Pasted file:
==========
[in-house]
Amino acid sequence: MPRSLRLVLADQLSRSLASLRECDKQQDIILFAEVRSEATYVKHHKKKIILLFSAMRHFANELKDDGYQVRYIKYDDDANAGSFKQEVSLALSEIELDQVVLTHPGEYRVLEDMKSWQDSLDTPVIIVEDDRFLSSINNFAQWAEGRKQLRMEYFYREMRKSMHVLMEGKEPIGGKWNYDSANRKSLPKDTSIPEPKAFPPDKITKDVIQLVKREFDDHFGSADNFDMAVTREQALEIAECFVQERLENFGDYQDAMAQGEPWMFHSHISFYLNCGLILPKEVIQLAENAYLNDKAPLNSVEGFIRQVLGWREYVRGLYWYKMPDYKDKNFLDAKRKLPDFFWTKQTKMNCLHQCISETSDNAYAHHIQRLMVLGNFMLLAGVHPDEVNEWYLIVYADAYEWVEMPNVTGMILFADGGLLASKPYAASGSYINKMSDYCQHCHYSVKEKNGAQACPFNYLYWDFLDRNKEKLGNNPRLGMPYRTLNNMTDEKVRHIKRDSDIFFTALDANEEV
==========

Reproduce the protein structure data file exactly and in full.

[in-house]
Amino acid sequence: MPRSLRLVLADQLSRSLASLRECDKQQDIILFAEVRSEATYVKHHKKKIILLFSAMRHFANELKDDGYQVRYIKYDDDANAGSFKQEVSLALSEIELDQVVLTHPGEYRVLEDMKSWQDSLDTPVIIVEDDRFLSSINNFAQWAEGRKQLRMEYFYREMRKSMHVLMEGKEPIGGKWNYDSANRKSLPKDTSIPEPKAFPPDKITKDVIQLVKREFDDHFGSADNFDMAVTREQALEIAECFVQERLENFGDYQDAMAQGEPWMFHSHISFYLNCGLILPKEVIQLAENAYLNDKAPLNSVEGFIRQVLGWREYVRGLYWYKMPDYKDKNFLDAKRKLPDFFWTKQTKMNCLHQCISETSDNAYAHHIQRLMVLGNFMLLAGVHPDEVNEWYLIVYADAYEWVEMPNVTGMILFADGGLLASKPYAASGSYINKMSDYCQHCHYSVKEKNGAQACPFNYLYWDFLDRNKEKLGNNPRLGMPYRTLNNMTDEKVRHIKRDSDIFFTALDANEEV